Digital Experiment Two

After showing my first digital experiment to my peers, I went back onto Adobe Premier Pro and altered my digital narrative piece.
As you can see, I changed the beginning and got rid of my name, and I made the text appear longer on the screen too.

Looking back at the small alterations I made, I felt that this video didn’t quite tell the narrative I wanted it to portray. I got the basics of what school I was at at what age and the thing I remembered when I was so young. This narrative is very straight forward and very informative and I wanted it to be personal and slightly more interesting.
I went back to the drawing board and after discussion with my tutors, I decided the next best move was to scrap the text/captions and change everything to audio – in particular a recording of me explaining everything in detail.
By doing this, I feel that my video will be more personal and when my audience will listen to my video, they will hopefully have discovered some sort of connection with my school years to how they was at school – even if it sparks a memory or from personal adventures.

 

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Digital Experiment One.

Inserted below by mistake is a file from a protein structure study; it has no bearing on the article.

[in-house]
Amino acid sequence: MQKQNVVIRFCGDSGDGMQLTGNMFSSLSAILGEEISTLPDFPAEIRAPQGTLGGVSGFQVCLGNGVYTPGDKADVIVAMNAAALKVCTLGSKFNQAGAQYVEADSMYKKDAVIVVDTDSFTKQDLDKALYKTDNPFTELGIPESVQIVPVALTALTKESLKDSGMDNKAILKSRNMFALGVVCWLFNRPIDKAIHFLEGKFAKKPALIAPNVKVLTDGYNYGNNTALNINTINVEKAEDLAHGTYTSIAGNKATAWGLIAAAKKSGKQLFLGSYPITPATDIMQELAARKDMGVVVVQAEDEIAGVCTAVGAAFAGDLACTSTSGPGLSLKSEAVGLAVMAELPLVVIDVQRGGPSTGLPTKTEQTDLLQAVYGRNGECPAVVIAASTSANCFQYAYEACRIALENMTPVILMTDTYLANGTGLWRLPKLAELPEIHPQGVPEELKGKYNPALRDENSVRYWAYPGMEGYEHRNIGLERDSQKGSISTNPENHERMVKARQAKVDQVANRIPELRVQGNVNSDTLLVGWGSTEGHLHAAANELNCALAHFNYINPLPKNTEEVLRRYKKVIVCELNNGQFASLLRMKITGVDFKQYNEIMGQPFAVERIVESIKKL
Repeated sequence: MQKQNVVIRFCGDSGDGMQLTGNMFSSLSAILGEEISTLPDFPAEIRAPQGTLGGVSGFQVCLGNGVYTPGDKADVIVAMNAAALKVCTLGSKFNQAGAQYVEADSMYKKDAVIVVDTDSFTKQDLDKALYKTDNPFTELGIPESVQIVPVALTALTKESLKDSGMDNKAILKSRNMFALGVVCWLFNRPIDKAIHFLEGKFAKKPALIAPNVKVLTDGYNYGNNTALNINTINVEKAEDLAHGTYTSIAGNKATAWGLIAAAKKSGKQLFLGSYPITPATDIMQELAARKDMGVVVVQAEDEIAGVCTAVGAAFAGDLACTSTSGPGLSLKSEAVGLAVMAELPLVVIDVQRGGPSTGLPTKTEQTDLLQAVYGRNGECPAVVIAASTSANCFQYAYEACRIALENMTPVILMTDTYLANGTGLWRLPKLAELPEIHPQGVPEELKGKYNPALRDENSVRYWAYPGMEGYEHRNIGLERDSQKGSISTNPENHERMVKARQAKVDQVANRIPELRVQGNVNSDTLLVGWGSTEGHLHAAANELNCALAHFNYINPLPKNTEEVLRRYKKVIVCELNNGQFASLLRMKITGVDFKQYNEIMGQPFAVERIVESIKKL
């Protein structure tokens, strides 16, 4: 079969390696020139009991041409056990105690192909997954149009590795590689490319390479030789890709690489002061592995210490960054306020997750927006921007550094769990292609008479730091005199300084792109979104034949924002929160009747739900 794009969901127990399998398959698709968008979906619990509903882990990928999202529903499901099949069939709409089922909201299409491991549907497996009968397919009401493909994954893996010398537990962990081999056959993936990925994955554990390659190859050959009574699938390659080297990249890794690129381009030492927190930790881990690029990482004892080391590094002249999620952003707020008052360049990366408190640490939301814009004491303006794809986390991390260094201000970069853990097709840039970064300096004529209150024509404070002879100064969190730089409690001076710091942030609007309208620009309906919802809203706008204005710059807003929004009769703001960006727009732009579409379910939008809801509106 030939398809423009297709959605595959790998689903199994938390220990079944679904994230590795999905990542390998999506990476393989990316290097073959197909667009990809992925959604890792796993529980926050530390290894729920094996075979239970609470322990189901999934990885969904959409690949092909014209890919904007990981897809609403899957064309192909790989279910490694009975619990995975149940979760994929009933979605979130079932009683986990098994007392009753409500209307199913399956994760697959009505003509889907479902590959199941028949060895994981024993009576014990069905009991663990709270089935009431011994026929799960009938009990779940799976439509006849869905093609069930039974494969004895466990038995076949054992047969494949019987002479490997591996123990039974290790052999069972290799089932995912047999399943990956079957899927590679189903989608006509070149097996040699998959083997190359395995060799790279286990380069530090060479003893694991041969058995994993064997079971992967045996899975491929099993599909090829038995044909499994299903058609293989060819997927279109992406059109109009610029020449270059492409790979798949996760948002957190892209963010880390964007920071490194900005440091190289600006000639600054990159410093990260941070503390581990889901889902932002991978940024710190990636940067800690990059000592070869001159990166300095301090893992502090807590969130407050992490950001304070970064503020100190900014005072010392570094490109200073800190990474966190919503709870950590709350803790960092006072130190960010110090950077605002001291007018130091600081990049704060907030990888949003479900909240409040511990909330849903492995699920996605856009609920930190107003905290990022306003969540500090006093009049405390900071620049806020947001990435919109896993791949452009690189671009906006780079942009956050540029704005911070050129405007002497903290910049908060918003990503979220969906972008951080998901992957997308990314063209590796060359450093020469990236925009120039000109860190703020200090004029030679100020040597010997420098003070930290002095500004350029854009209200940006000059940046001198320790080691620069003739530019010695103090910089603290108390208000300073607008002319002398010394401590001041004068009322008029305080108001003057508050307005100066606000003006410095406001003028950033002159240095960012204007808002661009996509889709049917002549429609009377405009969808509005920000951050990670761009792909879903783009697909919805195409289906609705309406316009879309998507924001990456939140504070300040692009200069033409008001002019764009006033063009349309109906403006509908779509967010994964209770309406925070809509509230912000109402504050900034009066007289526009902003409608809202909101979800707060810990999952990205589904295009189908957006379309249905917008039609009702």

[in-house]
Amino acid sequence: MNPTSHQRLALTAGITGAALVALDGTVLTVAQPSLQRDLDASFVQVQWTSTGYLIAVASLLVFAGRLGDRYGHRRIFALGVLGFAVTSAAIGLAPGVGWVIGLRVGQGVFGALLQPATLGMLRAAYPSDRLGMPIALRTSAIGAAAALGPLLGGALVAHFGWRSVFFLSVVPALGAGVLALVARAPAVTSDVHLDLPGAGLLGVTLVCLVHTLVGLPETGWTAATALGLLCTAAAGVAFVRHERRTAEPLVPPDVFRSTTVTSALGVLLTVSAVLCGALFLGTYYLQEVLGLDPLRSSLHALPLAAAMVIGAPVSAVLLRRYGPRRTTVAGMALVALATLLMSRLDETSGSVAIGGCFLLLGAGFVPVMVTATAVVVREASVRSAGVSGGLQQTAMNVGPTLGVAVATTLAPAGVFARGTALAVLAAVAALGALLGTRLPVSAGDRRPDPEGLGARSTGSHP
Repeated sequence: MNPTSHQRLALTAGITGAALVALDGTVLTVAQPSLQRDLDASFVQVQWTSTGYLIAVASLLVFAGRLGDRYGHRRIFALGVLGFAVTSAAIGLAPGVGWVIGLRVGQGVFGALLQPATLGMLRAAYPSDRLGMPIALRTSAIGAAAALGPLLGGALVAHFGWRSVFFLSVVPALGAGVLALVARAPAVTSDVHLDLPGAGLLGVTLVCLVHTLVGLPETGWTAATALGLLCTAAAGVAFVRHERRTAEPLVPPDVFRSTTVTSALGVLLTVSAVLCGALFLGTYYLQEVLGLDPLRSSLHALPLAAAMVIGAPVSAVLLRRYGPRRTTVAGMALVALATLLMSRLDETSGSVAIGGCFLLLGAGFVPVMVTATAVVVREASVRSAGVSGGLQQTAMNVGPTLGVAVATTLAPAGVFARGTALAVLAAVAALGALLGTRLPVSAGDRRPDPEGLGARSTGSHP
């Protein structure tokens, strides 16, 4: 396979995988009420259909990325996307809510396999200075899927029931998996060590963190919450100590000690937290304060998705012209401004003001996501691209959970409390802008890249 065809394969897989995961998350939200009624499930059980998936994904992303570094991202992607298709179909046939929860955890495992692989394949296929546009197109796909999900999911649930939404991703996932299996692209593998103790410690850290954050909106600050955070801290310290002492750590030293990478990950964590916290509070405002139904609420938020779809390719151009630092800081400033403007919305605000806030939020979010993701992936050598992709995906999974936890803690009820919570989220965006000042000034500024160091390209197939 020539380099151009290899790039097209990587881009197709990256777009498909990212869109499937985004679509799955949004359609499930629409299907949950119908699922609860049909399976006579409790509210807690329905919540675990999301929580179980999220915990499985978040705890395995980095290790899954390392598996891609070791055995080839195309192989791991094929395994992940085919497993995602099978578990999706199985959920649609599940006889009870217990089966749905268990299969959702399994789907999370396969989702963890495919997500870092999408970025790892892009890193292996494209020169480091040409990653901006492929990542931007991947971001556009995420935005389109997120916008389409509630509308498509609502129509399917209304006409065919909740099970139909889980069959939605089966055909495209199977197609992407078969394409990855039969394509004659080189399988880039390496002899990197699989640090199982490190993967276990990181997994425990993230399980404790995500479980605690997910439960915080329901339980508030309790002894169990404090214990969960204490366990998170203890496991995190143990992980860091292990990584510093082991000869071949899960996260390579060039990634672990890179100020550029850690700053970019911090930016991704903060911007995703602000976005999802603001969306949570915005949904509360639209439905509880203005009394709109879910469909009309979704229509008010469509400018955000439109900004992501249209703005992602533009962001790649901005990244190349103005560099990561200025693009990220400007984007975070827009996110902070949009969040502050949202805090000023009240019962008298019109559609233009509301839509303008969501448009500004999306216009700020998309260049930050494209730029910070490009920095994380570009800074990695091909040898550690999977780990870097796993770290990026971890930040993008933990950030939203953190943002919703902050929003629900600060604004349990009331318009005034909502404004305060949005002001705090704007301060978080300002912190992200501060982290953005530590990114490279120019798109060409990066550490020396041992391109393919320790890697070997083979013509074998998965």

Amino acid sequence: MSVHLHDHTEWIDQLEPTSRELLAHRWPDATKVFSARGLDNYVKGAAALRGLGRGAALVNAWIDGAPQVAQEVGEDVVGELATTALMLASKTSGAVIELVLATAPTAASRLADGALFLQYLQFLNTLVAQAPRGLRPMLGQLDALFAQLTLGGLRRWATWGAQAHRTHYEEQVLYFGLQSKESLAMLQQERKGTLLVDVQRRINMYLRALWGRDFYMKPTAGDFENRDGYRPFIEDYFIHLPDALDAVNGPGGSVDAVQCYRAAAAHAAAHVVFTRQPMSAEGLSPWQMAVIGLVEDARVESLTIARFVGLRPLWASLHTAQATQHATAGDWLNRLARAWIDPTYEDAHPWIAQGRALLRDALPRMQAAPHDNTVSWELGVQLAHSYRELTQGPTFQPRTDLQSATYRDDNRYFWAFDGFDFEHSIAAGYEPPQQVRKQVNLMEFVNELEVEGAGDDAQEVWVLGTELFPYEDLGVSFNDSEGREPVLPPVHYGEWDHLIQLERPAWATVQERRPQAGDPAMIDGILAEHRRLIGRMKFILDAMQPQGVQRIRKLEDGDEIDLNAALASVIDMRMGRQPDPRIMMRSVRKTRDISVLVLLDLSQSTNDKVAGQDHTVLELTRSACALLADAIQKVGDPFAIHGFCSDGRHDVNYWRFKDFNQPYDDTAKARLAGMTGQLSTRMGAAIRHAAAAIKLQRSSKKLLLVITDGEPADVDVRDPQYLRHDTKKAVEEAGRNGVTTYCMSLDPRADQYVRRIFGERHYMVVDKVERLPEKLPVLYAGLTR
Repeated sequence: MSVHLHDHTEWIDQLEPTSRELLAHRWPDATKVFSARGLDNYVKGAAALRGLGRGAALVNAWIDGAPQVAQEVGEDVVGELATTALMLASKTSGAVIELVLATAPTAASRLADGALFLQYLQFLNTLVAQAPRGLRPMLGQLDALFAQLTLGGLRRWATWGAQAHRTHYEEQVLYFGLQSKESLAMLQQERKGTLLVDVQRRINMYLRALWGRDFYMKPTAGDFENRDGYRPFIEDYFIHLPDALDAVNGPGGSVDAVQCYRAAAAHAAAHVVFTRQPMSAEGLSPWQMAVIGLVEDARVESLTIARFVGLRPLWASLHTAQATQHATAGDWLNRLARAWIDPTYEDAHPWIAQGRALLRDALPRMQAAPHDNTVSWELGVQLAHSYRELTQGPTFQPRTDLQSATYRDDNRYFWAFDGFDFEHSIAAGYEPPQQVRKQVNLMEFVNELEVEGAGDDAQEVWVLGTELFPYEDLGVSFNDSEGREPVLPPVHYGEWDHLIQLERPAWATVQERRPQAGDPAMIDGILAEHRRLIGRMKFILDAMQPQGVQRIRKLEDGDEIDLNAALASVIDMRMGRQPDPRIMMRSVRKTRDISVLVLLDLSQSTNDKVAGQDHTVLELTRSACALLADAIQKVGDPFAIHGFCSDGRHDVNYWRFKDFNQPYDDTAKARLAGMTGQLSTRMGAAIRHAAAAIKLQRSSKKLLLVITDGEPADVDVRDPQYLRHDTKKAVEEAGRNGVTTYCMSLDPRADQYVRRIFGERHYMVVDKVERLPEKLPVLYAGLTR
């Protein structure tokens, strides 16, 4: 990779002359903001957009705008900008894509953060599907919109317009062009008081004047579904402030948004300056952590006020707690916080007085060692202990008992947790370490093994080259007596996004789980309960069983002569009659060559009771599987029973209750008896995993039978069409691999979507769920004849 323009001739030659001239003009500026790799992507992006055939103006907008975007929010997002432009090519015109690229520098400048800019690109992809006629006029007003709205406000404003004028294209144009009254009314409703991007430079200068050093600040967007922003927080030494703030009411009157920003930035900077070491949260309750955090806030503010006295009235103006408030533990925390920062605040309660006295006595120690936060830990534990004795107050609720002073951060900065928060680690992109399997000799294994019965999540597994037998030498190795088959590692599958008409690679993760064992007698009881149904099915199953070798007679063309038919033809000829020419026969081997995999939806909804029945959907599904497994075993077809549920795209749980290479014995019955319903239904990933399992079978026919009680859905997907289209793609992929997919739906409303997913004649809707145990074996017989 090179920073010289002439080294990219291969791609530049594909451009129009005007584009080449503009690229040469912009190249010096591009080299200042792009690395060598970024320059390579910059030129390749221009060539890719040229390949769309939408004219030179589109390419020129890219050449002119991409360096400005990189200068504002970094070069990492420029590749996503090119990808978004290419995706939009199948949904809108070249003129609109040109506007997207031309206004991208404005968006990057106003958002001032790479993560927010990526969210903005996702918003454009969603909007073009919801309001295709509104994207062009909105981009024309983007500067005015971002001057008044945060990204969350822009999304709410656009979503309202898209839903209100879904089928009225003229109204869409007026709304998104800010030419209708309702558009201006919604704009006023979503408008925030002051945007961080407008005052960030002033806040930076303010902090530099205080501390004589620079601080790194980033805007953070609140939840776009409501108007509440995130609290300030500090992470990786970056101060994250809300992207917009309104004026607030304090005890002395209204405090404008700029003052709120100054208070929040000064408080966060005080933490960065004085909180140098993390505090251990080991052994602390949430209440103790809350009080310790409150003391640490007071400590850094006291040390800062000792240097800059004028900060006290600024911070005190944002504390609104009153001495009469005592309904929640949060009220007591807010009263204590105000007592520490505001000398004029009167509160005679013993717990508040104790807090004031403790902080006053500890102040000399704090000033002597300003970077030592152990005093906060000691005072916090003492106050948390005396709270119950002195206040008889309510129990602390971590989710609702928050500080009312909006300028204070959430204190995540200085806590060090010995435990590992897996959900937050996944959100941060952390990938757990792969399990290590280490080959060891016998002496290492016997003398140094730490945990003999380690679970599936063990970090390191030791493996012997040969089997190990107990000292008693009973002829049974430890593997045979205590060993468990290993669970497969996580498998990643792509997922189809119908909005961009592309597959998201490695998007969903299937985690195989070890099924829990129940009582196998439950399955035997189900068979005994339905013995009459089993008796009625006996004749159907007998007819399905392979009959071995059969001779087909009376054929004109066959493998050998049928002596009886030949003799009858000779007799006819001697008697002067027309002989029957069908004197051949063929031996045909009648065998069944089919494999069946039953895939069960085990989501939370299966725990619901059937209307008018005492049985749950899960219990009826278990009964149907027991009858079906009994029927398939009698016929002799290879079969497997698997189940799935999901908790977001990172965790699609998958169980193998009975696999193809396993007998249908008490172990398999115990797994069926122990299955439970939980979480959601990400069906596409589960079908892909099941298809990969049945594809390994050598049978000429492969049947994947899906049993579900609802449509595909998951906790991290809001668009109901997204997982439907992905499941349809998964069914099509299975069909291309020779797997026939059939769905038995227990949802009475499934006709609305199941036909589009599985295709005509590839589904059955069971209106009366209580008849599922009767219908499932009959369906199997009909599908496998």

After drawing my storyboard, I then set myself a task on creating my short video using Adobe Premier Pro.
This software was completely alien  to me – as a photographer I don’t really use film or video software that much (but it has been good to experiment with for this project and I’ve learnt something new!).
Inputting the photographs into this software was really quick and easy to do. To help my narrative run smoothly I decided text would be a good option to use to help my viewers understand my story. Sticking with the “school theme” – I decided to place the pictures and text against a black background – I can remember at school my teachers used the traditional chalk board when I was young, and luckily there was a font in A.P.Pro that mimicked chalk-board writing!

I showed this video to my peers in a summative review session – bearing in mind this was my first draft of a video and my first time making a short film I knew I had a lot to improve on, but here is some of the comments that were made:
The text ties the body of work together. It’s maybe a bit open ended, something in the end of that could create an end to the slideshow. Maybe the typeface could be changed for things like the school name, and your voice can stay as a chalkboard… Consider how you want the image & text to be looked at, structure of being next to, in front of image example. The type could be a bit smaller.
When showing this video to my peers, I also noticed that I did not give enough time for my audience to read the text being displayed, and throughout my 10 minute slot I had to pause the video to give them a chance to read everything.